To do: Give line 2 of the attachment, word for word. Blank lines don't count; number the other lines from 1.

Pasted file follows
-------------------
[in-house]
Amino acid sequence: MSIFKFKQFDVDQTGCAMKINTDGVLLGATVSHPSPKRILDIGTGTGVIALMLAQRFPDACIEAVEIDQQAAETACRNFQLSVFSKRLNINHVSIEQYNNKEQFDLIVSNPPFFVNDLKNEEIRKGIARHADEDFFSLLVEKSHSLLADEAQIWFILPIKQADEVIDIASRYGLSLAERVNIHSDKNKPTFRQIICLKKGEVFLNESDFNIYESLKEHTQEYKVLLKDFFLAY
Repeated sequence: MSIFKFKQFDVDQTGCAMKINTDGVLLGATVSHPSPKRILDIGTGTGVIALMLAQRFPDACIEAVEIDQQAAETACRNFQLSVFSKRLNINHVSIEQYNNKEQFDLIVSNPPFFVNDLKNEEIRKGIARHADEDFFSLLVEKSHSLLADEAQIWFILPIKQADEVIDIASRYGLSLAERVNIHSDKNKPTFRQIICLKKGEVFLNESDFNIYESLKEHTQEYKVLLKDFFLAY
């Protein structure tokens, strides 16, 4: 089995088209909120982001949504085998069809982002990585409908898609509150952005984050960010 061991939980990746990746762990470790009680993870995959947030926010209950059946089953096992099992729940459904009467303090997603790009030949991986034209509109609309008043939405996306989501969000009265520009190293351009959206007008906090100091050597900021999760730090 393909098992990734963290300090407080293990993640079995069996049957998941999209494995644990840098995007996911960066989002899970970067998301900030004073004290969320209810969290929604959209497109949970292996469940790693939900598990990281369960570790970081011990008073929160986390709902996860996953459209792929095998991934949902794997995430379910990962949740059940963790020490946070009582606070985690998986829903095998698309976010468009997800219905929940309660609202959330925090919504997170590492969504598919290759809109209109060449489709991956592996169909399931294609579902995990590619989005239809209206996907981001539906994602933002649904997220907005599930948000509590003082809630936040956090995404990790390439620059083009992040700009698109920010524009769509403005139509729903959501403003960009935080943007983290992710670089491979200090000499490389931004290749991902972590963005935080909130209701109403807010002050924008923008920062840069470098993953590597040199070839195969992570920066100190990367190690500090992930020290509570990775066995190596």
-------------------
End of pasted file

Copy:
Amino acid sequence: MSIFKFKQFDVDQTGCAMKINTDGVLLGATVSHPSPKRILDIGTGTGVIALMLAQRFPDACIEAVEIDQQAAETACRNFQLSVFSKRLNINHVSIEQYNNKEQFDLIVSNPPFFVNDLKNEEIRKGIARHADEDFFSLLVEKSHSLLADEAQIWFILPIKQADEVIDIASRYGLSLAERVNIHSDKNKPTFRQIICLKKGEVFLNESDFNIYESLKEHTQEYKVLLKDFFLAY